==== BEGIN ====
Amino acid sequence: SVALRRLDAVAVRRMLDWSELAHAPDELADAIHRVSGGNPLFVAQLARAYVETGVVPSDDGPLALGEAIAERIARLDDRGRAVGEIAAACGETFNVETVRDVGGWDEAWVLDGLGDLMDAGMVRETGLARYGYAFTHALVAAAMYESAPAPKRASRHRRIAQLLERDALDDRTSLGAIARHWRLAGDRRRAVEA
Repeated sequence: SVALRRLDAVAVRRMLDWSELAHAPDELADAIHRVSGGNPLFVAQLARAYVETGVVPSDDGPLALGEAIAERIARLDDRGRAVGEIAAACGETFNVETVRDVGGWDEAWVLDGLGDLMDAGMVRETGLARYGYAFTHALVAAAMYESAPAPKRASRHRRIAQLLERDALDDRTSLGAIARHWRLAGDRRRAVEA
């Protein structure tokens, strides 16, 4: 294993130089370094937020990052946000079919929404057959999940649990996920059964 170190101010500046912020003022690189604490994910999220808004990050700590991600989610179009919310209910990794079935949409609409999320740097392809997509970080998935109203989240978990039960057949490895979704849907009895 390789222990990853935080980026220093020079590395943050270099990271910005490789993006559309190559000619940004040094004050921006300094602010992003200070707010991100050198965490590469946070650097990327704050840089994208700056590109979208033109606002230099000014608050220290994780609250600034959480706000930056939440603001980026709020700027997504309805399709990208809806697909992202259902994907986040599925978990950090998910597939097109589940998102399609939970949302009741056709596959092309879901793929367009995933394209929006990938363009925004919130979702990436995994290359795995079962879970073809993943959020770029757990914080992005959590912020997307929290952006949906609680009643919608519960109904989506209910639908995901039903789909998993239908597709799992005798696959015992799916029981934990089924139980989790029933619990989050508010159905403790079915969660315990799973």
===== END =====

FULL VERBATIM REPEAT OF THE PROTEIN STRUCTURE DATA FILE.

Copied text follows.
Amino acid sequence: SVALRRLDAVAVRRMLDWSELAHAPDELADAIHRVSGGNPLFVAQLARAYVETGVVPSDDGPLALGEAIAERIARLDDRGRAVGEIAAACGETFNVETVRDVGGWDEAWVLDGLGDLMDAGMVRETGLARYGYAFTHALVAAAMYESAPAPKRASRHRRIAQLLERDALDDRTSLGAIARHWRLAGDRRRAVEA
Repeated sequence: SVALRRLDAVAVRRMLDWSELAHAPDELADAIHRVSGGNPLFVAQLARAYVETGVVPSDDGPLALGEAIAERIARLDDRGRAVGEIAAACGETFNVETVRDVGGWDEAWVLDGLGDLMDAGMVRETGLARYGYAFTHALVAAAMYESAPAPKRASRHRRIAQLLERDALDDRTSLGAIARHWRLAGDRRRAVEA
């Protein structure tokens, strides 16, 4: 294993130089370094937020990052946000079919929404057959999940649990996920059964 170190101010500046912020003022690189604490994910999220808004990050700590991600989610179009919310209910990794079935949409609409999320740097392809997509970080998935109203989240978990039960057949490895979704849907009895 390789222990990853935080980026220093020079590395943050270099990271910005490789993006559309190559000619940004040094004050921006300094602010992003200070707010991100050198965490590469946070650097990327704050840089994208700056590109979208033109606002230099000014608050220290994780609250600034959480706000930056939440603001980026709020700027997504309805399709990208809806697909992202259902994907986040599925978990950090998910597939097109589940998102399609939970949302009741056709596959092309879901793929367009995933394209929006990938363009925004919130979702990436995994290359795995079962879970073809993943959020770029757990914080992005959590912020997307929290952006949906609680009643919608519960109904989506209910639908995901039903789909998993239908597709799992005798696959015992799916029981934990089924139980989790029933619990989050508010159905403790079915969660315990799973």